I write this piece coming from a place of privilege. My class status and the fact that I spend so much of my time outside of Uganda mean that I do not face the brunt of the violence that many queer Ugandans must go through. But even from my experiences, to be queer and Ugandan is to feel a certain level of grief. Each day of survival also means mourning the lives that were never allowed to flourish, the lives that still aren’t allowed to, that might never be allowed to. As I find love and care in my communities, I grieve for the life that I won’t have.

In the depths this grief, I try to remember the words of José Muñoz, another brilliant queer ancestor. As well as reminding us that queerness “allows us to see and feel beyond the quagmire of the present”, he proposes having a “different understanding of melancholia that does not see it as a pathology or as a self-absorbed mood that inhibits activism. Rather, it is a mechanism that helps us (re)construct identity and take our dead with us to the various battles we must wage in their names— and in our names”. In living and resting and fighting, we can remember them. We can carry them with us and continue from where they left off. By memorialising these existences and leaving traces of them for the queers to come, we can speak over the voices who want to shout us into silence.

I am still in the process of trying to unearth stories about my ancestors – the dandies, the ones who didn’t ever get married but “lived with a friend”, the ones who were a little different but loved nonetheless. There are so many Ugandan queer histories that exist off the record: stories about men who would sneak into fields in the middle of the night only to emerge minutes or hours later, unseen but not unknown; stories of people with no gender and people with more than one gender receiving the blessing of their clan to get married; stories about women living with and loving other women. There is, and has always been, so much more to our lives than colonialism, legislation and Western tragedy tales. At the same time, however, I try not to let speculation of what could have been romanticise people that were human, flawed and almost certainly had vastly different understandings of “queerness” to what we have now. For a long time I depended on the story of Kabaka Mwanga II to believe that my Ugandan queerness was real. But, real or not, this did not negate the fact that he committed murder or that the power differential between him and his staffers probably meant that the sex they had would not necessarily have been consensual. It could never really offer me the sense of home I longed for. Understanding one’s context requires an understanding of the history available to you in a more holistic and critical way. It would serve nobody to rewrite history into fiction.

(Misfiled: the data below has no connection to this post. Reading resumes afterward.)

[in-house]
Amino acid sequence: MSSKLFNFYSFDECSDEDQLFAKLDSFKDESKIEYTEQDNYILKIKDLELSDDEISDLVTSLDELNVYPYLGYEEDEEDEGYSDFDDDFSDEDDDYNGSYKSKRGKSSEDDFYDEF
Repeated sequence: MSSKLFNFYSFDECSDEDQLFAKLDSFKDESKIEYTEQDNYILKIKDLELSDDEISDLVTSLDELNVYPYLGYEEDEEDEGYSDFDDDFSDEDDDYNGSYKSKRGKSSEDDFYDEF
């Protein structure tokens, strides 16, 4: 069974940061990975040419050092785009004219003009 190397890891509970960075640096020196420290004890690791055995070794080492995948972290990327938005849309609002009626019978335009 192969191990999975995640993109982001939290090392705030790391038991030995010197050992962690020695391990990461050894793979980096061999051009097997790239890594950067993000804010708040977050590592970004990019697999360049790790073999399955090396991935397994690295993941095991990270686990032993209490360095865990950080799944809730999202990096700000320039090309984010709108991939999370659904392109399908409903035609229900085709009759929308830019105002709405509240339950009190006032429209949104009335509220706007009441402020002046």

I remain hopeful though. Dr Tamale reminds us that Ubuntu is an important tenet of many philosophies around Africa. It means “I am because we are”. Whether embodied or an ancestor, we depend on each other for survival because our stories are intrinsically linked. Many of the people doing the important work of preserving Uganda’s cultural memory are, in fact, queer Ugandans. They are working against the state’s attempts to “make [us] wait” by organising pride camp, holding festivals to provide pockets of safety for queer Ugandans; hosting parties with house rules that specifically centre queer people’s safety; writing stories such as “Jambula Tree” which went on to inspire the groundbreaking Kenyan film “Rafiki”; and writing books on sexualities across Africa. Chapter 4, an LBGT rights NGO, is hosting meetings to help the families of queer Ugandans learn how to better support them. Groups such as Kuchu, Sexual Minorities Uganda and Trans Youth Initiative are all working to make queer Ugandan life livable. Last July in Kampala, queer women and nonbinary people orchestrated a historic Women’s March which doubled as a pride march . Right now, one of the country’s most important feminist protests is happening, orchestrated by queer and feminist activist Dr Stella Nyanzi who has been imprisoned for almost a year, accused of “harassing” the President of Uganda through her critiques of him. This protest and events such as the Women’s March have been supported by feminist and queer activists around East Africa and beyond – activists travelled into the country for the March and continue to speak out in support of Dr Nyanzi. Localised forms of violence attempt to keep us bound to the limitations of a nation state, but these acts of solidarity remind us of the necessity of a feminist and queer politic that refuses isolationism and borders in recognition of the ways in which these constructs contribute to our exploitation and abuse.